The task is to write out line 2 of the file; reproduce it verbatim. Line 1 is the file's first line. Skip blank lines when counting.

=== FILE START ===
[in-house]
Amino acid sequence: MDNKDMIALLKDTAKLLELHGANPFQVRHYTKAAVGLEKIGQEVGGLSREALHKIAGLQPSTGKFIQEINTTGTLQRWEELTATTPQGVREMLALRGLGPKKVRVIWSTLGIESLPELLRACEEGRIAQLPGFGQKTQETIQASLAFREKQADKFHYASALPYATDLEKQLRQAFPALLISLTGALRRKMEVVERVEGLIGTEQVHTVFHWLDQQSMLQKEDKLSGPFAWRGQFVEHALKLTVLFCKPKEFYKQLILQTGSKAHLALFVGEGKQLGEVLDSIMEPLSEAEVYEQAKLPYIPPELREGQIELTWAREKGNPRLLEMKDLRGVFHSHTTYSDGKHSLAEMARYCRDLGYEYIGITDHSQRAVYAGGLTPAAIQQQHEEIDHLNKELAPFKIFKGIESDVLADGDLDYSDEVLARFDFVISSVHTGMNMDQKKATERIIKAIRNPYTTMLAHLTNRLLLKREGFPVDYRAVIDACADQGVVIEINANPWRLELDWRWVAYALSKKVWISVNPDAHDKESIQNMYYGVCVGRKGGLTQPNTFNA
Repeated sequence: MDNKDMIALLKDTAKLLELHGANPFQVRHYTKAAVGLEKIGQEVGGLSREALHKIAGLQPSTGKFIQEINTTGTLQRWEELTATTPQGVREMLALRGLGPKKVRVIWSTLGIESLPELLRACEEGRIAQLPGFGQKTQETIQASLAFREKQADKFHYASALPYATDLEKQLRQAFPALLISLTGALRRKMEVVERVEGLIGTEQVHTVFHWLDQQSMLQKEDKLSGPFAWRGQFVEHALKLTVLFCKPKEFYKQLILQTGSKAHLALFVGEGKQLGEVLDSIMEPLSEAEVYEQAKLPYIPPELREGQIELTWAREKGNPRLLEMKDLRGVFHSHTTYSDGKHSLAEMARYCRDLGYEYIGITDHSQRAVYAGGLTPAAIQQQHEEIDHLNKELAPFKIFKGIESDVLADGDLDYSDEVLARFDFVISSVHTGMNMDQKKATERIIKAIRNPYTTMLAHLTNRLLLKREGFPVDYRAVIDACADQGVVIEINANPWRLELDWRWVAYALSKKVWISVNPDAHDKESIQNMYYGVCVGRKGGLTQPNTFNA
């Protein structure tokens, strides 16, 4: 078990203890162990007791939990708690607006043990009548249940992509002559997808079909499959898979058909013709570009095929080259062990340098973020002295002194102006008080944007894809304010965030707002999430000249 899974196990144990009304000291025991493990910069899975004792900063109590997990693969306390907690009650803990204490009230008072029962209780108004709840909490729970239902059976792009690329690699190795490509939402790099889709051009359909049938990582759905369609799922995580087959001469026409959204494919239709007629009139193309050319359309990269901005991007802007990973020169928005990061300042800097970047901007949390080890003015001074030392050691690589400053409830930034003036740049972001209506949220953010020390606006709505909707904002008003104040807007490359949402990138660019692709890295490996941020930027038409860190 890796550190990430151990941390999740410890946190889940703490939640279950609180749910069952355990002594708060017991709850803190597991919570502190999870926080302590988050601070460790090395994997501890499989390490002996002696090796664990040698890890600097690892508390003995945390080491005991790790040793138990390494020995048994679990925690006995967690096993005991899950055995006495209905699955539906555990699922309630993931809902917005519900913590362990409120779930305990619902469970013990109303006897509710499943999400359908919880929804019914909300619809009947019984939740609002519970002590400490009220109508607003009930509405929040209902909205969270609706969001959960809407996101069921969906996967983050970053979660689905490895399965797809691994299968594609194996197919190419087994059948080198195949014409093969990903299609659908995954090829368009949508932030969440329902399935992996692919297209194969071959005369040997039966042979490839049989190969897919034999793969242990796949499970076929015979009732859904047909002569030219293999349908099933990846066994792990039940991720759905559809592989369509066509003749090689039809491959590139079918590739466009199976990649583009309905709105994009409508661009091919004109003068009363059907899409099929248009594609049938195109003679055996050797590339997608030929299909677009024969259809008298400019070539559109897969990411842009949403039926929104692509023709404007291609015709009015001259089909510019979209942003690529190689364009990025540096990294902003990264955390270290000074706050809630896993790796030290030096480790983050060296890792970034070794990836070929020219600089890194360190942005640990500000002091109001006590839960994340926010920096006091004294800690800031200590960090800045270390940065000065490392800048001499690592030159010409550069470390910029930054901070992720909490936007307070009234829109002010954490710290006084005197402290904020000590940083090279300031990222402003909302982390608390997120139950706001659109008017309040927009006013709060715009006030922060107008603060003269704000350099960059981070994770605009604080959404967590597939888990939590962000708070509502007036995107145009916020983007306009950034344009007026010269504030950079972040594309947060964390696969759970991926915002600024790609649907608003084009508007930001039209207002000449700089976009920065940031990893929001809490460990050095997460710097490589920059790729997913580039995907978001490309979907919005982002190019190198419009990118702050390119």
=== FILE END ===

Amino acid sequence: MDNKDMIALLKDTAKLLELHGANPFQVRHYTKAAVGLEKIGQEVGGLSREALHKIAGLQPSTGKFIQEINTTGTLQRWEELTATTPQGVREMLALRGLGPKKVRVIWSTLGIESLPELLRACEEGRIAQLPGFGQKTQETIQASLAFREKQADKFHYASALPYATDLEKQLRQAFPALLISLTGALRRKMEVVERVEGLIGTEQVHTVFHWLDQQSMLQKEDKLSGPFAWRGQFVEHALKLTVLFCKPKEFYKQLILQTGSKAHLALFVGEGKQLGEVLDSIMEPLSEAEVYEQAKLPYIPPELREGQIELTWAREKGNPRLLEMKDLRGVFHSHTTYSDGKHSLAEMARYCRDLGYEYIGITDHSQRAVYAGGLTPAAIQQQHEEIDHLNKELAPFKIFKGIESDVLADGDLDYSDEVLARFDFVISSVHTGMNMDQKKATERIIKAIRNPYTTMLAHLTNRLLLKREGFPVDYRAVIDACADQGVVIEINANPWRLELDWRWVAYALSKKVWISVNPDAHDKESIQNMYYGVCVGRKGGLTQPNTFNA